The theme of absurdity can be seen through three different lenses in The Stranger, by Albert Camus: life, decisions, and reflection. The first lens in which the reader can see absurdity in the novel is when the protagonist lives for the sensual pleasures of the present moment. The second lens in which the reader can see absurdity in the novel is when the protagonist absurdity of the protagonists decisions on how he does or doesn’t decide to kill the Arab. The third lens in which the reader can see absurdity in the novel is when the protagonist how he reflects back on his decisions and life and concludes that life means nothing between birth and death. The changes in the lenses of Meursault ‘s absurdum are projected through the author’s choice of different language.
Camus explanations of the Myth of Sisyphus, presented the concept of the absurd by outlining the beliefs that an individuals life has worth but only his live in a world that denies such worth to survive. Therefore, the absurdity in the statement, explains the fact of a clash between the orders through which an individuals mind hard for, likewise the lack of order that we as humans find in the world.
Although both are considered some of the greatest political and philosophical thinkers of their respective times, Socrates and Niccoló Machiavelli had very different methods and beliefs of how a political system should be run. The mindset of Socrates can be seen in the works Apology and Crito by Plato. Socrates, who values wisdom and justice over power and prestige, would view Machiavelli’s concept of a Prince very contradicting to how he believes a good life should be lived. In his work, The Prince, Machiavelli details how a prince should rule and maintain power. Socrates would not be supportive of Machiavelli and his Prince’s political system because it is rooted in unethical behaviors. Machiavelli views these actions as virtues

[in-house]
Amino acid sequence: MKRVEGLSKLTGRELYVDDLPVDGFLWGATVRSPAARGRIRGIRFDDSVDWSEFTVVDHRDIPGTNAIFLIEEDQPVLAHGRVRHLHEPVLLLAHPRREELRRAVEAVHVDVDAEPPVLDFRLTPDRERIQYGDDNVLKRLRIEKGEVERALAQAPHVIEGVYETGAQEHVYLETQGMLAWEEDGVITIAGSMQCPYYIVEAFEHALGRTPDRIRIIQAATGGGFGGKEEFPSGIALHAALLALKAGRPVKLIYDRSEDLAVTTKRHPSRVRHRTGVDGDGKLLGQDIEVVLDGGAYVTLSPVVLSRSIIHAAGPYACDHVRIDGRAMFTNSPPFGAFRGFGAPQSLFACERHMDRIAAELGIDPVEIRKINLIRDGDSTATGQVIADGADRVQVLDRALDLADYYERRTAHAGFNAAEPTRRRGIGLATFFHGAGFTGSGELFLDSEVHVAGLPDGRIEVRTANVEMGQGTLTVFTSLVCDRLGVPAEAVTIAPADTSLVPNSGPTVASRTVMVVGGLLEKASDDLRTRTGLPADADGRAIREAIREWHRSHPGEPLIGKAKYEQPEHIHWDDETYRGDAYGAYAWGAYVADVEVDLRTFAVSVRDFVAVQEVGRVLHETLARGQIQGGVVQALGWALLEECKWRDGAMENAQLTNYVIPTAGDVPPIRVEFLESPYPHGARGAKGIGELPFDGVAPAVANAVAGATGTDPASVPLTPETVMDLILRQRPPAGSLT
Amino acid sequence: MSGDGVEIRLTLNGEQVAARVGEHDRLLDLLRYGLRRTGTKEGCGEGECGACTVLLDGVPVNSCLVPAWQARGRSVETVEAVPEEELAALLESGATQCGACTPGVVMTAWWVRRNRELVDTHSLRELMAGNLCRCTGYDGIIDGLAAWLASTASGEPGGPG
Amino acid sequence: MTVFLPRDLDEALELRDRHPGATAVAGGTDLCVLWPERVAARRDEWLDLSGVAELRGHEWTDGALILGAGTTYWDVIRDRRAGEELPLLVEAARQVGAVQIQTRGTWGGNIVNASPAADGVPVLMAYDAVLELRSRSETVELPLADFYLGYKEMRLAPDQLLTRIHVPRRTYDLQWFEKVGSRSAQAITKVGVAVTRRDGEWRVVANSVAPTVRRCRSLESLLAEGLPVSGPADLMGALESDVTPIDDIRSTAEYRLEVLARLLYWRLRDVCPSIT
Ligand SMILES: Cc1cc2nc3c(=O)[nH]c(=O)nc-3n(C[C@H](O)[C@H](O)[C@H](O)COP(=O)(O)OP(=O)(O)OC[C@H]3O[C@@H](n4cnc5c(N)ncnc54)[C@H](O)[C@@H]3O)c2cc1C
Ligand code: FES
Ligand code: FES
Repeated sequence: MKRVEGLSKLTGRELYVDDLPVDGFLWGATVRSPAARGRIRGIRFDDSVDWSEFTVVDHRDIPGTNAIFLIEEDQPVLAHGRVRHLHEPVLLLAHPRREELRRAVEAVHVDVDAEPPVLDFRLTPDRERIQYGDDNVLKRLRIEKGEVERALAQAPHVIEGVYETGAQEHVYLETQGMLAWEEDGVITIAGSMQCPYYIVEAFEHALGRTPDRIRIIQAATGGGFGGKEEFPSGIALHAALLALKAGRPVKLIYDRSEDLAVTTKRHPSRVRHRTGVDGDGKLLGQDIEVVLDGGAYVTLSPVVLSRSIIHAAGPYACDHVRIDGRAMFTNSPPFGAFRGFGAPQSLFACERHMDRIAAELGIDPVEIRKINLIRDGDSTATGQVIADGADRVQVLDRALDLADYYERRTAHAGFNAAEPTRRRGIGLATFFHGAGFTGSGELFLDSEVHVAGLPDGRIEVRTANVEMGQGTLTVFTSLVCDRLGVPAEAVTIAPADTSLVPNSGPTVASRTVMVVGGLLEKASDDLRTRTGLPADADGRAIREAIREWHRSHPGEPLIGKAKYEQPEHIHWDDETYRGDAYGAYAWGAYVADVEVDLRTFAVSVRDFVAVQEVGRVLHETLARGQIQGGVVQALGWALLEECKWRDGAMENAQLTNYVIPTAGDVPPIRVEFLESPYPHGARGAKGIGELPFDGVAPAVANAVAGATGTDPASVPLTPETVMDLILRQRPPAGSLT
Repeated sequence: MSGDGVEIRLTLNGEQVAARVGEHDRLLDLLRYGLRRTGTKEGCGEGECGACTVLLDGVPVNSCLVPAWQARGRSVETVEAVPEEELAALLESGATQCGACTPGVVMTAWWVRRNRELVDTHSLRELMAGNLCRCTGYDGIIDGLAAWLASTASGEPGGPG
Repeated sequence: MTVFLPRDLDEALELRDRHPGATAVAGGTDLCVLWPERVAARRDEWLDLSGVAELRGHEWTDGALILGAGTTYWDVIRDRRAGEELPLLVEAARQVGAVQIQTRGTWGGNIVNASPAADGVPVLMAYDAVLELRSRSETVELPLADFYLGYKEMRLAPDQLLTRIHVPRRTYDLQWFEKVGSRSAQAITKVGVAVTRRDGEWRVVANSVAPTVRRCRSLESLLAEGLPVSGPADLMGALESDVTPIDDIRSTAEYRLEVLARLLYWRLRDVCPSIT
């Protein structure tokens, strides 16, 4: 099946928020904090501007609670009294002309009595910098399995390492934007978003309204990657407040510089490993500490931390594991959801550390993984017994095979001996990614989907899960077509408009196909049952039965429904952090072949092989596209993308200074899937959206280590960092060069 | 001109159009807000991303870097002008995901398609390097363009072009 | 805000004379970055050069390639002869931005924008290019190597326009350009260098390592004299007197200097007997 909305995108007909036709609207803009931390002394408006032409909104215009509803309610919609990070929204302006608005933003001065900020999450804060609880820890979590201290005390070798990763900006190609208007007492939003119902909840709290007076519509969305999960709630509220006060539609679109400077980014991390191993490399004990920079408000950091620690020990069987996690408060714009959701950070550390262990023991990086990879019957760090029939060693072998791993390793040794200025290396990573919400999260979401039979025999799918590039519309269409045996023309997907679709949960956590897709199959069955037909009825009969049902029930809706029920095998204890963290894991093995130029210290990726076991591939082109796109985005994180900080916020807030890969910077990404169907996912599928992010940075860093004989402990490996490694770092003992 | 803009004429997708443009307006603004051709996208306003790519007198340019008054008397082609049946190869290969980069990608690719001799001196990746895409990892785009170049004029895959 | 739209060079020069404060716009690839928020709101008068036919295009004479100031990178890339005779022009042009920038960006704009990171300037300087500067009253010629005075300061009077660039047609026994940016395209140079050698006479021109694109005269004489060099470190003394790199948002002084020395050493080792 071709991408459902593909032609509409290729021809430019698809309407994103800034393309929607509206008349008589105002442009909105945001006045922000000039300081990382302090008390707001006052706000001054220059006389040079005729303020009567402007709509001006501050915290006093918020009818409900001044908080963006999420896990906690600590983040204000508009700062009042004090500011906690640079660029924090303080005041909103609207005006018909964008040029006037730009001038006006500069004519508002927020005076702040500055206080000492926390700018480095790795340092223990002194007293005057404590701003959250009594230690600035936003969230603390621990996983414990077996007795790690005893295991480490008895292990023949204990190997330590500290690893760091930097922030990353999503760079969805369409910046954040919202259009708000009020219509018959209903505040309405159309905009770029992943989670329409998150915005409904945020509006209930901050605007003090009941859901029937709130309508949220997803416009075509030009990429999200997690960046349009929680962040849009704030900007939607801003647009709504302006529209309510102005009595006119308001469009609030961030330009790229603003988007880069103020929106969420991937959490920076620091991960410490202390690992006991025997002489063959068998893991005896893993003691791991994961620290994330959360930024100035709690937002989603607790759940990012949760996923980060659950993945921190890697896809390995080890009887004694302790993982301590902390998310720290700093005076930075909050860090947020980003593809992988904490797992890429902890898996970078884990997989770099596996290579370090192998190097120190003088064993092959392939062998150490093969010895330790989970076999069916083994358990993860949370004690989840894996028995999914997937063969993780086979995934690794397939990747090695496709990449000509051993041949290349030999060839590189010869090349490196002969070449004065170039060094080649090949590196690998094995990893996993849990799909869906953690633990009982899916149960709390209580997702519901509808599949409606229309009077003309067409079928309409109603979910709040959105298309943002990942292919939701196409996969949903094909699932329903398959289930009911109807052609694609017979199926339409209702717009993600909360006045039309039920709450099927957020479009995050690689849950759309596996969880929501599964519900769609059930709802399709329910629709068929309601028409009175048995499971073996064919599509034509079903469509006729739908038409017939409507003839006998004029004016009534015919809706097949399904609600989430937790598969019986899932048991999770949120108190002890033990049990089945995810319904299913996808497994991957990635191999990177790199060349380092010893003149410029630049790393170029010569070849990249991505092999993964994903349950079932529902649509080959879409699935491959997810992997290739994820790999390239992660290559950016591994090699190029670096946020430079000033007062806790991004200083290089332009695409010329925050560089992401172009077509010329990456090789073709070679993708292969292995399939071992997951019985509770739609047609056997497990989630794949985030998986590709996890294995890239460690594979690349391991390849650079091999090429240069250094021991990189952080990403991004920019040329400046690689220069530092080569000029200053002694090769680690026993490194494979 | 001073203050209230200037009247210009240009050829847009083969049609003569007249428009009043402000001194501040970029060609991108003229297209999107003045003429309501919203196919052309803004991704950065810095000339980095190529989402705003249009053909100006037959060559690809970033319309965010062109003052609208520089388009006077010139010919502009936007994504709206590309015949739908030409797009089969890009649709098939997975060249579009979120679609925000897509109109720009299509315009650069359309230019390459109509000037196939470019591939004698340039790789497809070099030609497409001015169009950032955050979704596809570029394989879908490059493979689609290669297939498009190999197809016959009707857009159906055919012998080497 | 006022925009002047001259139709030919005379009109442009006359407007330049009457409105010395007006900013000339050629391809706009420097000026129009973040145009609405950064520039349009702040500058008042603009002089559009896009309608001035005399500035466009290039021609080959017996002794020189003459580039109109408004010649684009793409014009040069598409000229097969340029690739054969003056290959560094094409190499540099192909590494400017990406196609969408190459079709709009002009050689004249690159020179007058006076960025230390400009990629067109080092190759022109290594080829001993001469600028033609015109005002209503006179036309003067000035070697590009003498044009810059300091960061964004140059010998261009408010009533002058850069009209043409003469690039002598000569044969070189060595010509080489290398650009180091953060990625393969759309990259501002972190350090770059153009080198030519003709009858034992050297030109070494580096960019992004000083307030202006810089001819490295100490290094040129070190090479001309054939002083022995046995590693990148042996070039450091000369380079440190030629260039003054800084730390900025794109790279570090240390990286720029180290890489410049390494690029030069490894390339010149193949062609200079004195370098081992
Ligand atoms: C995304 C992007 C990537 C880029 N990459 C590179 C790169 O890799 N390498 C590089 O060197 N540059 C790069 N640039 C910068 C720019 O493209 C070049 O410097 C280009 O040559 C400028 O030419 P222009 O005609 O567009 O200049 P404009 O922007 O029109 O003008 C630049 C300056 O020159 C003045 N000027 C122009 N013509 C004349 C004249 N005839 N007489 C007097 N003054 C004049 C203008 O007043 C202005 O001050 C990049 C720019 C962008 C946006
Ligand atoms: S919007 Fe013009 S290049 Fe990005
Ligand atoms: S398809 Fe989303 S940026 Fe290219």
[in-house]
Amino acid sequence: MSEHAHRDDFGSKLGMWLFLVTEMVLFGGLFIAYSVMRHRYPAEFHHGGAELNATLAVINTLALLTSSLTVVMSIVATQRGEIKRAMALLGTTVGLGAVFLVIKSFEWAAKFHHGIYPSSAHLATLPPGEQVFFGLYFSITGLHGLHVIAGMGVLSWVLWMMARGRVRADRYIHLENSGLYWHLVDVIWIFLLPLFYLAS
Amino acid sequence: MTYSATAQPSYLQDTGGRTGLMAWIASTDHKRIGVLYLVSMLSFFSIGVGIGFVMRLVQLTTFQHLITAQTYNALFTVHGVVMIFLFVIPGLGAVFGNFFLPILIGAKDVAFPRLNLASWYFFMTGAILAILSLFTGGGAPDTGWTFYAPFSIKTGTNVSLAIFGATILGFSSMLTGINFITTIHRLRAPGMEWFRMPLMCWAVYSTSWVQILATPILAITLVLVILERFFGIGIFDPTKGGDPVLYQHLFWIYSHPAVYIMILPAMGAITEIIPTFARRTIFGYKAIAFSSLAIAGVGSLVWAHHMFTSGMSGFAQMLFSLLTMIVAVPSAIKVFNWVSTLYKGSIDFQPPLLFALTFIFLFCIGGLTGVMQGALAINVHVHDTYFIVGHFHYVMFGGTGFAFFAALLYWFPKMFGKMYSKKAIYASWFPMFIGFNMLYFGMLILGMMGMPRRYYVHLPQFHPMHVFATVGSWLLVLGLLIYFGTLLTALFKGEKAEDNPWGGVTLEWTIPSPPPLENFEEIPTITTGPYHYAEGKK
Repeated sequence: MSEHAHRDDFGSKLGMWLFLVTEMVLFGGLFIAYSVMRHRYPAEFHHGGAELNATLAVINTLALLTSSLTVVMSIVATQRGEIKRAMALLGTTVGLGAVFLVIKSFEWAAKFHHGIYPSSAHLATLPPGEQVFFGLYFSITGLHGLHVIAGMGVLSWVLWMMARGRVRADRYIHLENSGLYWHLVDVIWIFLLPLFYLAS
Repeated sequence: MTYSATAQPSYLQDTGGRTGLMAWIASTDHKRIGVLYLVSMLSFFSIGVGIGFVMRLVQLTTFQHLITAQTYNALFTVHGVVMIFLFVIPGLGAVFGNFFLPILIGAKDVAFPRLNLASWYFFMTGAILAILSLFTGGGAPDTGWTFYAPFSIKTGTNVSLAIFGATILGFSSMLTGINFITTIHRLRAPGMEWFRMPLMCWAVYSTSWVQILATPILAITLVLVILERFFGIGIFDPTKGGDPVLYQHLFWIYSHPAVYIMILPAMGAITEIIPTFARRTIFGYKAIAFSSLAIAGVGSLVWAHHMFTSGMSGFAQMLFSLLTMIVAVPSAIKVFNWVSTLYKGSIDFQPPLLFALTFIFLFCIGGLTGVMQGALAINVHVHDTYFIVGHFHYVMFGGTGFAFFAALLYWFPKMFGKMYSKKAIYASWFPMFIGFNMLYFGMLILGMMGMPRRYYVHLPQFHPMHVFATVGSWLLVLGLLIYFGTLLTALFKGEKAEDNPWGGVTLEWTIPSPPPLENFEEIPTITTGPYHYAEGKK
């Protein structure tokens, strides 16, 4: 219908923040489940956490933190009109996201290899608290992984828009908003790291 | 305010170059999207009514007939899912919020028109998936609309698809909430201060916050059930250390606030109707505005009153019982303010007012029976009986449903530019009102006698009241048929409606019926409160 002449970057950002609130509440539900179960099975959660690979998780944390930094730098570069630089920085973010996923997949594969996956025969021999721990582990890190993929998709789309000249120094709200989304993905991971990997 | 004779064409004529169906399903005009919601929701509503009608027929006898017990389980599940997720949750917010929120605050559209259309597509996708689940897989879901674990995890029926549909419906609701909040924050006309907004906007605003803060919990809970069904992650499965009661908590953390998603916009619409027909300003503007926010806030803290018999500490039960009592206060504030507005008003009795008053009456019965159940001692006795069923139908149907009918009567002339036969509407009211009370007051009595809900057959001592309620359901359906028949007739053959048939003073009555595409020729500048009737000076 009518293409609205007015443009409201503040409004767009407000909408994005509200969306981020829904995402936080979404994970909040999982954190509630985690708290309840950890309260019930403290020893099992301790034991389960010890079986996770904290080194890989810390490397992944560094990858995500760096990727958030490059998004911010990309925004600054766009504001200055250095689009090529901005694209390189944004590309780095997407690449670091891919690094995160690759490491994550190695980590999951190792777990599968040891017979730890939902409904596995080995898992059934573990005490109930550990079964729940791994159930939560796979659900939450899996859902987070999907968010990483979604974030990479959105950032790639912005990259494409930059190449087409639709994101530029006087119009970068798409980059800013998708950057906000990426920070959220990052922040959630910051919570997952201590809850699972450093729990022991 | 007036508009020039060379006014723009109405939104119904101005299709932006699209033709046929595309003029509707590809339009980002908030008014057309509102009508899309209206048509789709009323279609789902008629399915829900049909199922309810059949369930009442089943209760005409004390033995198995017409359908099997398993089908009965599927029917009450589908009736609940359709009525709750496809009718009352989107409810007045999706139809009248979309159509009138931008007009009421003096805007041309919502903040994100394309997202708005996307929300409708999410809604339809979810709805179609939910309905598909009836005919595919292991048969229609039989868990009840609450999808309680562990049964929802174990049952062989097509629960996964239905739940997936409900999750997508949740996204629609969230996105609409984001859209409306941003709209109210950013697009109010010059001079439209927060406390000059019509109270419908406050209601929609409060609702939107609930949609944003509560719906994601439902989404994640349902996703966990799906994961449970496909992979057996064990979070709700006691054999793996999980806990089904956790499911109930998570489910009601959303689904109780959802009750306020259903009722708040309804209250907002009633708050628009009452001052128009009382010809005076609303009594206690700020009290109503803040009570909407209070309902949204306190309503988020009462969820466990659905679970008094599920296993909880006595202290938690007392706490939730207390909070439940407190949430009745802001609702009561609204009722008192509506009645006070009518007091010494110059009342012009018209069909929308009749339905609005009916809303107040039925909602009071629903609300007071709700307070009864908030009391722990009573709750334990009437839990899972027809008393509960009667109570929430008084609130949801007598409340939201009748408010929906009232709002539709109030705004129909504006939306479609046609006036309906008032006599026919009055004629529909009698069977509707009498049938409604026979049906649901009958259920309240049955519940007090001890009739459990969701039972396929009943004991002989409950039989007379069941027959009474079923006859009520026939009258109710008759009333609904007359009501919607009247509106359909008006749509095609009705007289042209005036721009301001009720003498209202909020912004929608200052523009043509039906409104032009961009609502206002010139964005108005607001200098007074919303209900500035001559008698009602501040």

In the 5th meditation, he believes that science is based on Corporeal, bodily or material things, and they are distinguished from mathematical sciences by their essence-existence correspondence. In mathematics the core of an object entails its existence. However , not for corporeal objects which essence and existence does not correlate. If we separate the corporeal subjective from its objective qualities one may find that an essence of material object is its extension. Concluding that corporeal sciences can be treated mathematically , which mathematics is based on the absolute truth , due to the fact it cannot be unchangeable.
Separated by more than 8500 kilometers but only 52 years, two seminal thinkers have shaped the moral philosophy of their respective cultures. While Western ethical theory has been deeply influenced by Plato’s Republic, Eastern ethical theory has been deeply influenced by Confucius’s Analects. David Haberman describes the Republic as ‘one of the most influential books of all time’ (86). And Bryan Van Norden compares (with considerable fervor) the Analects to ‘the combined influence of Jesus and Socrates’ (3).
In Camus’s major works, ‘absurdism’ was a frequent subject. The term ‘absurdism’ refers to a feud or conflict between our expectations or ideals and reality. Among his widely praised works, the “The Stranger” and “The myth of Sisyphus” can be read as an example of the absurdism. “The Stranger” is a story of an insensitive individual man, who lives for the